Based on a nationwide survey and confidential interviews with more than three thousand men, bestselling author of For Women Only, Shaunti Feldhahn, has written a startling and unprecedented exploration of how men in the workplace tend to think, which even the most astute women might otherwise miss. In The Male Factor, Feldhahn investigates and quantifies the private thoughts that men almost never publicly reveal or admit to, but that every woman will want to know.
Never before has an author gotten inside the hearts and minds of men in the workplace—from CEOs to managers, from lawyers to factory workers—to get a comprehensive and confidential picture of what men commonly think about their female colleagues, how they view flextime and equal compensation, what their expected “rules” of the workplace are, what managing emotion means, and how that lowcut top is perceived. Because the men in the surveys and interviews were guaranteed anonymity, they talk in a candid and uncensored way about their daily interactions with women bosses, employees, and colleagues, as well as what they see as the most common forces of friction and misunderstanding between men and women at work.
Among the subjects The Male Factor tackles are:
• how men, with rare exception, view almost any emotional display as a sign that the person can no longer think clearly—as well as what they perceive to be “emotion” in the first place (it’s not just crying)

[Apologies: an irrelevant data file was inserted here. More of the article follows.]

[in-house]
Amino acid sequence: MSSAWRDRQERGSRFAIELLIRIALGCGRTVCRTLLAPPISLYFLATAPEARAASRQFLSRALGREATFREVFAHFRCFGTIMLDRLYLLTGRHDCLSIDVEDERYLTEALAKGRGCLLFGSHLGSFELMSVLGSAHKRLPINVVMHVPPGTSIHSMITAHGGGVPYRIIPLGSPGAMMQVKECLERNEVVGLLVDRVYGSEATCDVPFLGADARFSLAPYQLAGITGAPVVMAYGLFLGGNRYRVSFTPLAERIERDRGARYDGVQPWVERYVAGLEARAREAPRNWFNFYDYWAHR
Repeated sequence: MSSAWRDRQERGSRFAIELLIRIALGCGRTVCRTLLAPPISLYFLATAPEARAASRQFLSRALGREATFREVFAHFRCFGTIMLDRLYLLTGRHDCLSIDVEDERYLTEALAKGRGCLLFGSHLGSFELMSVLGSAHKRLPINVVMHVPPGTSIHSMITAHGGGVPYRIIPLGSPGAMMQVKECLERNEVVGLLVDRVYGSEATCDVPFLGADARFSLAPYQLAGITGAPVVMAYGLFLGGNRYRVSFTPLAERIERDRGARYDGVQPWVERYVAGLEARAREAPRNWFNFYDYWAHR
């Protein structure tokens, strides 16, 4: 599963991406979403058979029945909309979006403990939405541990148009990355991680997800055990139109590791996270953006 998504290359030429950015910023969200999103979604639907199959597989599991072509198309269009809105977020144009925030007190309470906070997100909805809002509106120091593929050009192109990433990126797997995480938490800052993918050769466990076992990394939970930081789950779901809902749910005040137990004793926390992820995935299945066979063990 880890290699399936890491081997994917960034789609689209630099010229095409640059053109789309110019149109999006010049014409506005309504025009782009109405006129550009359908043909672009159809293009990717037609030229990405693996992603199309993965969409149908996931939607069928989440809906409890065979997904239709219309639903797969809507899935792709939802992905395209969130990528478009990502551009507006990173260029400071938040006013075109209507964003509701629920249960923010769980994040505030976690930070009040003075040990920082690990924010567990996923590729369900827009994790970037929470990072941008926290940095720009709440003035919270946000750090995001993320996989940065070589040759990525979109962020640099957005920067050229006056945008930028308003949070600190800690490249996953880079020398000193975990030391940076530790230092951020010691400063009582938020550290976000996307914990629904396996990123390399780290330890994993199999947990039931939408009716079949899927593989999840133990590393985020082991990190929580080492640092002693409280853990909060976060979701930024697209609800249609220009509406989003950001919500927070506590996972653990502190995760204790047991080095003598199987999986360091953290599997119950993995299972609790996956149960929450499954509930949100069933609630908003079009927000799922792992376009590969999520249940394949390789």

• why certain trendy clothes that women wear may create a career-sabotaging land mine in terms of how male colleagues perceive them
• the unintentional signals that can change a man’s perception of a woman from “assertive and competent” to “difficult”
Women will likely be surprised, even shocked, by these revelations. Some may find them challenging. Yet what they will gain is an invaluable understanding of how their male bosses, colleagues, subordinates, and customers react to a host of situations—as well as the ability to correct common misperceptions. The Male Factor offers a unique road map to what men in the workplace are thinking, allowing women the opportunity to decide for themselves how to use the insights Feldhahn reveals.